Business Succession Planning
Succession planning is particularly essential for small businesses, family-owned businesses and partnerships to prepare in case the owner or a senior-level partner retires, becomes incapacitated or dies.
As we read in the news nearly every day, problems also arise when partners can no longer work well together and decide to part ways. For family businesses, they will need to either identify family members who are qualified for leadership positions or consider other contingencies beyond the family. Business succession planning is an investment in your family’s and your employees’ futures.
Effective succession planning requires more than a leak-proof legal strategy. Planning early, basing decisions solely on business needs, and revisiting the plan as conditions change are the keys to a successful hand-off.
Developing a comprehensive plan demands the careful balancing of the ambitions, goals and apprehensions of all the concerned stakeholders.
Careful planning will help you retain key staff and help ensure a smooth transition between you and the future managers and owners of the business you’ve worked so hard to build.
The Bowditch financial and tax planning team possesses the experience and sophistication necessary to guide your organization through all aspects of business succession planning.
How we can help
- State and federal income tax minimization
- Shareholder agreements and funding mechanisms for these agreements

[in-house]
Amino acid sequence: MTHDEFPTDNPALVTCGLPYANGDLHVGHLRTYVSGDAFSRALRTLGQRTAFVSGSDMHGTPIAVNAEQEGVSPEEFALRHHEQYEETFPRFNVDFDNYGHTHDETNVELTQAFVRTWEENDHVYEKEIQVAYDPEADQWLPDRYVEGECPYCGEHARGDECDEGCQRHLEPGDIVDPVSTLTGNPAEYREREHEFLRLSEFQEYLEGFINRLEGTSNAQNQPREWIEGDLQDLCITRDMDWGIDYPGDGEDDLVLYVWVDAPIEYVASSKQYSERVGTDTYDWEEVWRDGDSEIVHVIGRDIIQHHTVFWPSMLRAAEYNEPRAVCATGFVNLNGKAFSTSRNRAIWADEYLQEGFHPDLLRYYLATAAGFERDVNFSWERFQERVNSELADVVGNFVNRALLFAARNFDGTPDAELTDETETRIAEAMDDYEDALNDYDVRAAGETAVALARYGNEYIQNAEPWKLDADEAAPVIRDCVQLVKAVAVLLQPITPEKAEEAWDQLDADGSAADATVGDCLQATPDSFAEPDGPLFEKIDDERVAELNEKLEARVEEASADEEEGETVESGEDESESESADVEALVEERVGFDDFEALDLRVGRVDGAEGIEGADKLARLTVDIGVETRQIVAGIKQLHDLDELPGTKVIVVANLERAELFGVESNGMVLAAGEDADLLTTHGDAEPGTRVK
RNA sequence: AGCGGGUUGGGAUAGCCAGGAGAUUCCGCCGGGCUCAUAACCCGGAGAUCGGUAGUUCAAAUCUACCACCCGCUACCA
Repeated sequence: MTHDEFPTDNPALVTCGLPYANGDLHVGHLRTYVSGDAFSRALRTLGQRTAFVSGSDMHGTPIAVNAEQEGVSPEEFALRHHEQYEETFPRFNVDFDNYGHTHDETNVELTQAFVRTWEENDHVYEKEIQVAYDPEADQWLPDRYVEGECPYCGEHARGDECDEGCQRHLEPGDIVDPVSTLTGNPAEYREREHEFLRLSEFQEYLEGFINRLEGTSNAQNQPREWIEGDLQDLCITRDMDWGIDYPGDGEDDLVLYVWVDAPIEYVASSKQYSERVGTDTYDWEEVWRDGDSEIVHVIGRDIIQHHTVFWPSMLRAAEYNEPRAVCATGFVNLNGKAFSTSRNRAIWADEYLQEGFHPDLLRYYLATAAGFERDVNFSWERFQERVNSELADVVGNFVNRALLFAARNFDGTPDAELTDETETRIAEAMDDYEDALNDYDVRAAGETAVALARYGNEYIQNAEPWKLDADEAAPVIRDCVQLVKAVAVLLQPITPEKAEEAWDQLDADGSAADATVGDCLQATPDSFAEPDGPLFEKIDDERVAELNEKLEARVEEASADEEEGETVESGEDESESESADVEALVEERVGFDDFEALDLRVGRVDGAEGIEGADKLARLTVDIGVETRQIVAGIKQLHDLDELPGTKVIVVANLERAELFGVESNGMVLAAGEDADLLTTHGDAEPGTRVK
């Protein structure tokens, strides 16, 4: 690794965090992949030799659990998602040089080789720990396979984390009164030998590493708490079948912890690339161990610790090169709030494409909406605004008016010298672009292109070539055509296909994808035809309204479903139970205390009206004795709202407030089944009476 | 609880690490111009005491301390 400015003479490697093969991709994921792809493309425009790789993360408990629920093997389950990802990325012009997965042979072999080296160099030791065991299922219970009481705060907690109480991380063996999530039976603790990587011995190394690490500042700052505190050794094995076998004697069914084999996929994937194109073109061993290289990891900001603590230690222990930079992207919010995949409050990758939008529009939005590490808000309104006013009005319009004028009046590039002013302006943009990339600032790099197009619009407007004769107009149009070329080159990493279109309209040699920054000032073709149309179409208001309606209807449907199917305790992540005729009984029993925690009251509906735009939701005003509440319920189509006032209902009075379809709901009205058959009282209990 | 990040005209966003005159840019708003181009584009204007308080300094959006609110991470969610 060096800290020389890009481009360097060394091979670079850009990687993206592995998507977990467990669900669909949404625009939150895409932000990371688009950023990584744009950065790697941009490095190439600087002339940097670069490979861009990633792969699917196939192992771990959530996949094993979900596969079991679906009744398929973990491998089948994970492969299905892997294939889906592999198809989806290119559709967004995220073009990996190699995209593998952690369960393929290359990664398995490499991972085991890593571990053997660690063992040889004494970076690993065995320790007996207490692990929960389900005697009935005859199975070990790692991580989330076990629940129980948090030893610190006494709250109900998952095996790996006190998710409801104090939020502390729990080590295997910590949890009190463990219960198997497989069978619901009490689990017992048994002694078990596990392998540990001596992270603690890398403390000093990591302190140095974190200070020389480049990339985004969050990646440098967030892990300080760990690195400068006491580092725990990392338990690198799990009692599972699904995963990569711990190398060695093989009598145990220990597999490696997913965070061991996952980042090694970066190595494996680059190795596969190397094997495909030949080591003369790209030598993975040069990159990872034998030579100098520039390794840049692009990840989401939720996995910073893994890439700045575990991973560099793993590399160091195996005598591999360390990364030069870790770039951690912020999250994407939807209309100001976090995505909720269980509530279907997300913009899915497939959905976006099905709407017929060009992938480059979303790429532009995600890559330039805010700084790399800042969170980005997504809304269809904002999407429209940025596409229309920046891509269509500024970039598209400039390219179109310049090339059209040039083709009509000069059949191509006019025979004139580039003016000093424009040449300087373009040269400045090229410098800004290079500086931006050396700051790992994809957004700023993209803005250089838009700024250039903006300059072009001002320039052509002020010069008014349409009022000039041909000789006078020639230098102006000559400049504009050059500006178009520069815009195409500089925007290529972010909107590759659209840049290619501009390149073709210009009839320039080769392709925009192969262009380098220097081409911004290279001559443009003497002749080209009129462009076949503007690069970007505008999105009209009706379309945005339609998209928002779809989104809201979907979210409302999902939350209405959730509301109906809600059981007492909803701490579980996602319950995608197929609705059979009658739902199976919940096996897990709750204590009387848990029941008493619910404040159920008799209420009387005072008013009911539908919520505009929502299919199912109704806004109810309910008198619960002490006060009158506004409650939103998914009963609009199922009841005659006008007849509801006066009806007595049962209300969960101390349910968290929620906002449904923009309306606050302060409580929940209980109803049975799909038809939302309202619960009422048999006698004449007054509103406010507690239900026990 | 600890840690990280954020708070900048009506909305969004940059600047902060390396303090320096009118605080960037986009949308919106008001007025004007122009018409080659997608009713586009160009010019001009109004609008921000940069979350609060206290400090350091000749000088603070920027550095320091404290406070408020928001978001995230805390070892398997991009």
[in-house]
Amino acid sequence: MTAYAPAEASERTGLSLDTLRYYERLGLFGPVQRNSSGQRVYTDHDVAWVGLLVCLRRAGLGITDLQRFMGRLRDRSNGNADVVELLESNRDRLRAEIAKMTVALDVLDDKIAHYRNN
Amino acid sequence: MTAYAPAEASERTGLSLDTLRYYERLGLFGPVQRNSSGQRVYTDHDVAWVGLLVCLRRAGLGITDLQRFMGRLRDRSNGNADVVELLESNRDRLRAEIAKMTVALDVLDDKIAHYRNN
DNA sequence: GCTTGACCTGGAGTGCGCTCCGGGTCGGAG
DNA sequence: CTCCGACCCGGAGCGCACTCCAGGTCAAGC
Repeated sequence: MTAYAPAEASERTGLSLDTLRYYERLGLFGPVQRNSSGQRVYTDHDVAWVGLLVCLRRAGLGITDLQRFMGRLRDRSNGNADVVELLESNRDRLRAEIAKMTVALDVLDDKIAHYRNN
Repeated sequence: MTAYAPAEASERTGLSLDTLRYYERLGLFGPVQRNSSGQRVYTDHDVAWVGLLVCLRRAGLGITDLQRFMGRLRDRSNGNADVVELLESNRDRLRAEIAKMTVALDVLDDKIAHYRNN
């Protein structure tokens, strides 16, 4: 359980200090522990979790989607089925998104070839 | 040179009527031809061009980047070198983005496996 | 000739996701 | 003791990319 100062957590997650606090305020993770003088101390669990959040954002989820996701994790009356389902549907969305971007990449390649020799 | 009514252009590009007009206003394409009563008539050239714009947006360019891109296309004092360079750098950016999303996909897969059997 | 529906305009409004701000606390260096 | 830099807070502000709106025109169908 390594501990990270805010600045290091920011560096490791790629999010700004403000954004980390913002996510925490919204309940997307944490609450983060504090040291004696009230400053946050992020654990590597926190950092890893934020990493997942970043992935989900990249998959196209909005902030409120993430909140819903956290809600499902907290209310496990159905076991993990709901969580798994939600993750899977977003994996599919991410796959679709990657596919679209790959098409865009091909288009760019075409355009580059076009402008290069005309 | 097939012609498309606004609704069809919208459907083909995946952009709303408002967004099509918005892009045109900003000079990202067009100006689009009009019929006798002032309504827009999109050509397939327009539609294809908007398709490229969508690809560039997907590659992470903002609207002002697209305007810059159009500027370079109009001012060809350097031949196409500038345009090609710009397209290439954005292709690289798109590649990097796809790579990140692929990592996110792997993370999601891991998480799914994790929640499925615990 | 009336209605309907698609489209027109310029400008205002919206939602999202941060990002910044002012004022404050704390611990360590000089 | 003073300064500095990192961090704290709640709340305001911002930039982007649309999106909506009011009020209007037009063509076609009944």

- Structuring sales and gifts of business interests
- Employee Stock Ownership Plans (ESOPs)
- Tax-free reorganizations
- Deferred compensation arrangements
- Gift planning for business interests, including valuation discounts
- Voting trusts
- Key man/woman insurance
- Split dollar agreements
- Qualified Family Owned Business Interest estate tax deduction
- Stock redemption to pay estate taxes
- Deferral of estate taxes on closely held businesses
- Special use valuation for farming businesses
- Allocating value and/or control
- Identifying potential buyers and/or beneficiaries
- Determining business ownership and asset transfer strategies
- Strategic tax planning
- Ongoing business management & incentives
A stock holder’s sudden death raises several business and family issues
When the majority stockholder of a small, inherited family business died suddenly in his 50’s, our client was faced with several difficult issues. We had prepared the man’s estate plan as well as his parents’ plans, so we knew the business and the family well and recognized the different interests of all of the parties.
One of our priorities was to keep this manufacturing business running while we were dealing with distribution of the estate to the non-working widow, the children and the siblings, who were stockholders but not involved in running the business. We also knew that the plan called for positioning the second-generation, Massachusetts-based business for sale.
We worked closely with the client’s accountant to put a strategy in place featuring key employees, with incentives for the employees to stay on. The business sold quickly, and the proceeds went to the estate. Trusts were created for the widow and children along with individual life insurance, and resources for the family were maximized.
- Investigated and disclosed financial malfeasance by corporate client CFO to IRS and state tax authorities and minimized trust fund penalty assessments. We successfully brought claims against CFO and recovered our client’s costs.
- Advised majority owner of a manufacturing company in the development of a succession plan including drafting and negotiation of a Transition Services Agreement and Employment Agreement.
- Drafting of a Shareholders Agreement addressing business succession issues for a human resources company.